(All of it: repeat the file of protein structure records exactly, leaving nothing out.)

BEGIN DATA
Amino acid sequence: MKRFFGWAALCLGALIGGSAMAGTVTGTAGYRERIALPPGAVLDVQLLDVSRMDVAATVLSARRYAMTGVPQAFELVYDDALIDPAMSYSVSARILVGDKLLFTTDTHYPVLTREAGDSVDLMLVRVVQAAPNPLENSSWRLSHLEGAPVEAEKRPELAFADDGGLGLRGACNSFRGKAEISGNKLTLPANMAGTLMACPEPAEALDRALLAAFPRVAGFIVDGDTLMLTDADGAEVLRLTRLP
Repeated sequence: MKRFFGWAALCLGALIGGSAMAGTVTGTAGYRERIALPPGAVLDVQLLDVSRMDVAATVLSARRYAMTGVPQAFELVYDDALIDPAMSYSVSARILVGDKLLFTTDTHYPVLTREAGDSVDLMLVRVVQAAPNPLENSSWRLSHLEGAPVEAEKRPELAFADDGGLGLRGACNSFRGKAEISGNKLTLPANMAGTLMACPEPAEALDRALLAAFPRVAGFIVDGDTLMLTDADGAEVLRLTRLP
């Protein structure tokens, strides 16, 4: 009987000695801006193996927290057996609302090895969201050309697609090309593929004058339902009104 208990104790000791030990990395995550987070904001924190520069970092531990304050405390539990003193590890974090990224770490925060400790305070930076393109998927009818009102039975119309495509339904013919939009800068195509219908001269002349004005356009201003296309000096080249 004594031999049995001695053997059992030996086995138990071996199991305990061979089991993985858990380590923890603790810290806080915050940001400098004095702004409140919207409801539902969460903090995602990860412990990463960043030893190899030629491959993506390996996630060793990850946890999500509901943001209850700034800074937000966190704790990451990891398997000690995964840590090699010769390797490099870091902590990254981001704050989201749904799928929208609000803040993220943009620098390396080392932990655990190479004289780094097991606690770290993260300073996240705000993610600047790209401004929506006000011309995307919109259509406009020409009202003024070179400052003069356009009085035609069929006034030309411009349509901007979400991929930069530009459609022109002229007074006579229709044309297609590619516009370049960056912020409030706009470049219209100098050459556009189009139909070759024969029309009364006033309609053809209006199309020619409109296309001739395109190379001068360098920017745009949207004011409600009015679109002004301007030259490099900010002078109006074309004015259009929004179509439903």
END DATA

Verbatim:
Amino acid sequence: MKRFFGWAALCLGALIGGSAMAGTVTGTAGYRERIALPPGAVLDVQLLDVSRMDVAATVLSARRYAMTGVPQAFELVYDDALIDPAMSYSVSARILVGDKLLFTTDTHYPVLTREAGDSVDLMLVRVVQAAPNPLENSSWRLSHLEGAPVEAEKRPELAFADDGGLGLRGACNSFRGKAEISGNKLTLPANMAGTLMACPEPAEALDRALLAAFPRVAGFIVDGDTLMLTDADGAEVLRLTRLP
Repeated sequence: MKRFFGWAALCLGALIGGSAMAGTVTGTAGYRERIALPPGAVLDVQLLDVSRMDVAATVLSARRYAMTGVPQAFELVYDDALIDPAMSYSVSARILVGDKLLFTTDTHYPVLTREAGDSVDLMLVRVVQAAPNPLENSSWRLSHLEGAPVEAEKRPELAFADDGGLGLRGACNSFRGKAEISGNKLTLPANMAGTLMACPEPAEALDRALLAAFPRVAGFIVDGDTLMLTDADGAEVLRLTRLP
């Protein structure tokens, strides 16, 4: 009987000695801006193996927290057996609302090895969201050309697609090309593929004058339902009104 208990104790000791030990990395995550987070904001924190520069970092531990304050405390539990003193590890974090990224770490925060400790305070930076393109998927009818009102039975119309495509339904013919939009800068195509219908001269002349004005356009201003296309000096080249 004594031999049995001695053997059992030996086995138990071996199991305990061979089991993985858990380590923890603790810290806080915050940001400098004095702004409140919207409801539902969460903090995602990860412990990463960043030893190899030629491959993506390996996630060793990850946890999500509901943001209850700034800074937000966190704790990451990891398997000690995964840590090699010769390797490099870091902590990254981001704050989201749904799928929208609000803040993220943009620098390396080392932990655990190479004289780094097991606690770290993260300073996240705000993610600047790209401004929506006000011309995307919109259509406009020409009202003024070179400052003069356009009085035609069929006034030309411009349509901007979400991929930069530009459609022109002229007074006579229709044309297609590619516009370049960056912020409030706009470049219209100098050459556009189009139909070759024969029309009364006033309609053809209006199309020619409109296309001739395109190379001068360098920017745009949207004011409600009015679109002004301007030259490099900010002078109006074309004015259009929004179509439903």